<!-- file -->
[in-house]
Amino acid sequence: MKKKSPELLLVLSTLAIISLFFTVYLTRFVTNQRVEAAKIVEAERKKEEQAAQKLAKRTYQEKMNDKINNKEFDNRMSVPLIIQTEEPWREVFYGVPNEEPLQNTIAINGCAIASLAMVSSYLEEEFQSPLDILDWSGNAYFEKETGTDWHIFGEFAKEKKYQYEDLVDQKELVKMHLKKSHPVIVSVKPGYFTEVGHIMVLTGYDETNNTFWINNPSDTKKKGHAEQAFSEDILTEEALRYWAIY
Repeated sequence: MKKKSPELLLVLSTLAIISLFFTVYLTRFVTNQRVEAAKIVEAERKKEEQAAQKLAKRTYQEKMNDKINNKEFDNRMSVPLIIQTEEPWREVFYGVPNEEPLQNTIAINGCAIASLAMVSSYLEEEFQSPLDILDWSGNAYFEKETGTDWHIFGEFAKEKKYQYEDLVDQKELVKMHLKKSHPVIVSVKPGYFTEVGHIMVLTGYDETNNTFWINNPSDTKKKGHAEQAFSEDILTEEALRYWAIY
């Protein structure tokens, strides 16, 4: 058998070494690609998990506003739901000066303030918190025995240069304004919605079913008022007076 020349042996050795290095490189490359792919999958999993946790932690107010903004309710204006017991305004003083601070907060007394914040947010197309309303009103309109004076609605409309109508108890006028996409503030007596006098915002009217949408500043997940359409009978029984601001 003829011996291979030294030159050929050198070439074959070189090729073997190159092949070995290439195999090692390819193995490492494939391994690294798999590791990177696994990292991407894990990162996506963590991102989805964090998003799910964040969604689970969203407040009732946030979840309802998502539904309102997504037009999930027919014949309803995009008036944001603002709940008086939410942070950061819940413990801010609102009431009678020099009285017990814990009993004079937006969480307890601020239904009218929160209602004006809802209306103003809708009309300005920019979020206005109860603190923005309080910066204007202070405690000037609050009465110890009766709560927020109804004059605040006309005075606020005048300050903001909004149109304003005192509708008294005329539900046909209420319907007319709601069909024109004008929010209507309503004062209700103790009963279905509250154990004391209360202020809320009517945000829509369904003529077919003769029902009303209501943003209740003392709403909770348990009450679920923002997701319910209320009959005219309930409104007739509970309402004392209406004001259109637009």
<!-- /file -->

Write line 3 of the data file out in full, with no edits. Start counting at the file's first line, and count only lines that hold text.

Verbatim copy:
Repeated sequence: MKKKSPELLLVLSTLAIISLFFTVYLTRFVTNQRVEAAKIVEAERKKEEQAAQKLAKRTYQEKMNDKINNKEFDNRMSVPLIIQTEEPWREVFYGVPNEEPLQNTIAINGCAIASLAMVSSYLEEEFQSPLDILDWSGNAYFEKETGTDWHIFGEFAKEKKYQYEDLVDQKELVKMHLKKSHPVIVSVKPGYFTEVGHIMVLTGYDETNNTFWINNPSDTKKKGHAEQAFSEDILTEEALRYWAIY